There are over 6000 Palestinian prisoners incarcerated in Israeli jails and their rights are violated on a daily basis. These prisoners are using their hunger as a peaceful way to resist and to improve their conditions. As prisoners enter their 29th day of hunger strike at the time of writing, there are thousands of concerned mothers, wives, and siblings who worry about their loved ones in Israeli prison cells. These prisoners need solidarity and support from everyone who believes in freedom, dignity, and justice.
Sana Salama DakaSana Salama Daka is the wife of prisoner Walid Daka, who has has been imprisoned for 31 years.
We have led a legal struggle for 12 years for the right to conjugal visits, and to bring a child into the world, yet we were refused. Walid and I are citizens of Israel. We were not granted this right, but the murderer* of the Prime Minister was!
The current hunger strike, along with the hunger strikes declared throughout the history of the prisoners’ movement, is the only silent and life-threatening means by which the prisoners chose to protest against imprisonment conditions, among the harshest in the world.
The right to family visits and communication is taken away from most of the prisoners.
The denial of any outside connections, especially by telephone, is the most important demand of the current hunger strike, along many other demands related to everyday life in prison.
One should know that everything Palestinian political prisoners have today, was won by the hunger strikes of the prisoners’ movement. These are basic things like a bed, books, newspapers, radio, ending humiliating treatment, etc… therefore for me this strike is the direct continuation of the persistent Palestinian refusal to Israel’s attempts to crush the rights of the Palestinian people to a life of liberty and freedom, including the prisoners.
I would expect civil society organizations working for justice worldwide to study the Palestinian issue well, far away from the Israeli propaganda, to visit the Palestinian territories, to “experience” the occupation and its destructive consequences for the Palestinian people, in order to understand our prisoners’ strike.*referring to Yigal Amir, a Jewish citizen of Israel who assassinated Prime Minister of Israel Yitzhak Rabin.
Reem AmerReem Amer is a feminist political activist and the general co-coordinator of the Coalition of Women for Peace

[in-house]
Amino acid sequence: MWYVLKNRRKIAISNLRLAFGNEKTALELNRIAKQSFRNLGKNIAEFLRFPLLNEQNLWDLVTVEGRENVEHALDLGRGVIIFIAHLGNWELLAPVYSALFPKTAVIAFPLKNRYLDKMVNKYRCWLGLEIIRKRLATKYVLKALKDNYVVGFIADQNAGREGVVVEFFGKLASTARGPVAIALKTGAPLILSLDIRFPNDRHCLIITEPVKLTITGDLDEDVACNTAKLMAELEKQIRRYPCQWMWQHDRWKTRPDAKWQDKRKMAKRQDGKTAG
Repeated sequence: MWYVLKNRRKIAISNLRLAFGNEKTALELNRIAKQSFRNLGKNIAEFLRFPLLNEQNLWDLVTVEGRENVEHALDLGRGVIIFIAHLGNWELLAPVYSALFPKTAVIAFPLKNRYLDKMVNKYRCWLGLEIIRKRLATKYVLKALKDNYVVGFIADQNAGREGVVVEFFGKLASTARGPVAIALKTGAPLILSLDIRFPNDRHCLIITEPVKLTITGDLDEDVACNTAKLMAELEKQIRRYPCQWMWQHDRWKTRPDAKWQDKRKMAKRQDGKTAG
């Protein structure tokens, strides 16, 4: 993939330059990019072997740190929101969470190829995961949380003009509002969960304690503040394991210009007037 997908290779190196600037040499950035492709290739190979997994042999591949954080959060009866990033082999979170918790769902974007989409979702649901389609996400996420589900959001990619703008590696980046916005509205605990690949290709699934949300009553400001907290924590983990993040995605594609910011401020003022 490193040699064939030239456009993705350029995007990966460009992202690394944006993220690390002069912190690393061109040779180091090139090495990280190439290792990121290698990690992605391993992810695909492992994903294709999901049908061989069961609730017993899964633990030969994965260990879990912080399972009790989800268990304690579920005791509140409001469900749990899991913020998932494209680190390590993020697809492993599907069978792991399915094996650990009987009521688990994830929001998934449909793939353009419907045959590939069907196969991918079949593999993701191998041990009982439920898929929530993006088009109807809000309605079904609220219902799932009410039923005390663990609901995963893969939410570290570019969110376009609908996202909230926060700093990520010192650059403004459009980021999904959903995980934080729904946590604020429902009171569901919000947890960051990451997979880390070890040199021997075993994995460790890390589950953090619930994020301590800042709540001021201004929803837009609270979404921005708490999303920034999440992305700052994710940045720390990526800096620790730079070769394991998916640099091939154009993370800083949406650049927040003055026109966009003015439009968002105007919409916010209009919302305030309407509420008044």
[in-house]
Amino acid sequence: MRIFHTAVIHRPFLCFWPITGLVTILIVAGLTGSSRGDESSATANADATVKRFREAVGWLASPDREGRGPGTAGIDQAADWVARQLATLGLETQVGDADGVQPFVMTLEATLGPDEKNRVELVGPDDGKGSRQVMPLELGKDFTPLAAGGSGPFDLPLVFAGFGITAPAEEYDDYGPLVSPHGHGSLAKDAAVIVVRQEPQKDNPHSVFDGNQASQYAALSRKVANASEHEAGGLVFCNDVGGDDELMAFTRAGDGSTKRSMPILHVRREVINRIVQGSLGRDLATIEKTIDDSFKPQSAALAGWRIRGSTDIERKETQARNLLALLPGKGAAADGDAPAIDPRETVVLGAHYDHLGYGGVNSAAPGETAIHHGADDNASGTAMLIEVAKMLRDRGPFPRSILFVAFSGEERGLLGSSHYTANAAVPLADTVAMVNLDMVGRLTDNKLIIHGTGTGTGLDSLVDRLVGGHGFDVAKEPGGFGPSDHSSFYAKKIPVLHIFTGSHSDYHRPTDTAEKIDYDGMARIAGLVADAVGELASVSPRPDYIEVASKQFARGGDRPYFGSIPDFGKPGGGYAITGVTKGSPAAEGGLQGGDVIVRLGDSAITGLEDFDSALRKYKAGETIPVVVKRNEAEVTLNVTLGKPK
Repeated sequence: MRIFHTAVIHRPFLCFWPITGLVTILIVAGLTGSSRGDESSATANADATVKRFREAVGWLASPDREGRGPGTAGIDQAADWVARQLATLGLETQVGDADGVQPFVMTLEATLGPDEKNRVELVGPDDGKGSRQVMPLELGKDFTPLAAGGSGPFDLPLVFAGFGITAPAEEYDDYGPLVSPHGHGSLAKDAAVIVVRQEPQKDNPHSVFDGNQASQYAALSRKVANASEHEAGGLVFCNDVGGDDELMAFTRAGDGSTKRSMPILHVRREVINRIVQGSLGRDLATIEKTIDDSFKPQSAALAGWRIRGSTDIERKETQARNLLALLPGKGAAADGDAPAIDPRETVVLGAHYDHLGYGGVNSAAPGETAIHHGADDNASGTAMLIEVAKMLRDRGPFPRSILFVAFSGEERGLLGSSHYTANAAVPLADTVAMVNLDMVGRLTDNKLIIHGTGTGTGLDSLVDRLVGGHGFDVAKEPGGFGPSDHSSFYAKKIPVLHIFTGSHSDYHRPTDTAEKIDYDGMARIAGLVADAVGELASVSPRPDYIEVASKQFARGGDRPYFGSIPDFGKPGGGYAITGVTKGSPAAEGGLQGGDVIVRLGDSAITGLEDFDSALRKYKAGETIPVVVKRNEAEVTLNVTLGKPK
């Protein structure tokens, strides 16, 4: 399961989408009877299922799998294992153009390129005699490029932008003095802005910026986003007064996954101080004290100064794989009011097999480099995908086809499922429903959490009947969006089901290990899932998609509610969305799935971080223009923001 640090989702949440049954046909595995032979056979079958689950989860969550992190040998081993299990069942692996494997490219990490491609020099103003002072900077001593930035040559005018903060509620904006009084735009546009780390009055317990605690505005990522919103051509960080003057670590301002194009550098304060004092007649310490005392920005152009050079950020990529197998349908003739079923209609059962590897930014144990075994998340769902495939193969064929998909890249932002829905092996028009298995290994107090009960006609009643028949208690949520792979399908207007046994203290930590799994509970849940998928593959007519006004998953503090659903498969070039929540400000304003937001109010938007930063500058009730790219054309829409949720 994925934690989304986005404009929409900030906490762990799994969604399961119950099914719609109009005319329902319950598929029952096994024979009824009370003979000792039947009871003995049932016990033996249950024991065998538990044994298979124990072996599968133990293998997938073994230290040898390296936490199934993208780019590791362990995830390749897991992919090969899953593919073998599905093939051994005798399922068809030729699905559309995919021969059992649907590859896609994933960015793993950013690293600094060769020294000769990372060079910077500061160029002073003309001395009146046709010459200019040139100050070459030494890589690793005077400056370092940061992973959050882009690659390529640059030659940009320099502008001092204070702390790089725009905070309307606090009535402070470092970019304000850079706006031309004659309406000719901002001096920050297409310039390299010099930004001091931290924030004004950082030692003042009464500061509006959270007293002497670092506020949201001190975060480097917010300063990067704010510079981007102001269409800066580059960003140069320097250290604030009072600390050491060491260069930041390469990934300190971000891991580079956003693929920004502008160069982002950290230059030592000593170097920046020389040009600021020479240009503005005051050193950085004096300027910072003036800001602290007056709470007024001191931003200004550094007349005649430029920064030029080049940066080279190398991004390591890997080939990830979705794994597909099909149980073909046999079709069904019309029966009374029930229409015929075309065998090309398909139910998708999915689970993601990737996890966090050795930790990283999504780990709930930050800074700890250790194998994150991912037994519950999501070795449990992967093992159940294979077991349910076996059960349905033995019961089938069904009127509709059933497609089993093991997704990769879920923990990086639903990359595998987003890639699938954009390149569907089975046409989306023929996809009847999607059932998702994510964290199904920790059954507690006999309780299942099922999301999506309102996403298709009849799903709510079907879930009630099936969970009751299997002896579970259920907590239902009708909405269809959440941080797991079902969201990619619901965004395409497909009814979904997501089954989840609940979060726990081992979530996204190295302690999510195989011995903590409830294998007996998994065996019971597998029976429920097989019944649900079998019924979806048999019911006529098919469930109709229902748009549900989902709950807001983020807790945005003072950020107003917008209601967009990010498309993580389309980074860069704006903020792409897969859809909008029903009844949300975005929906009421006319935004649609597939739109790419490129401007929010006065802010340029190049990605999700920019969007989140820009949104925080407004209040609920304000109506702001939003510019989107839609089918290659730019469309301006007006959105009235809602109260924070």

On April 17th, Palestinian Prisoners’ Day, 1500 Palestinian political prisoner launched a hunger strike. Their demands include an end to the denial of family visits, the right to pursue higher education, appropriate medical care and treatment and an end to solitary confinement and administrative detention, imprisonment without charge or trial. Rights that should be guaranteed by international humanitarian law. Of the 1,500 prisoners, four female prisoners are on hunger strike. The strikers have faced harsh repression by the prison service that includes preventing them from seeing their lawyers.
The hunger strike is the last resort to ensure their rights, and entails many risks, especially as we enter the fifth week of the strike at the time of publishing, where some of the prisoners have already been, and many more will be, transferred to the Israeli Prison Service hospitals.
As I said, the strike enters the fifth week, a crucial point in the struggle of the prisoners to claim their rights, so I expect the women's groups and organizations, obligated to feminist principles of anti-oppression, resistance to restraints of freedom and striving for a just peace to support the prisoner and their families, including mothers, wives and daughters. It always is, and even more so now, crucial to call on the international community, international human rights organizations to apply pressure on the Israeli government to respond to the demands of the prisoners before it is too late. In addition, it is our in our power to carry out activities around the world to support Palestinian political prisoners.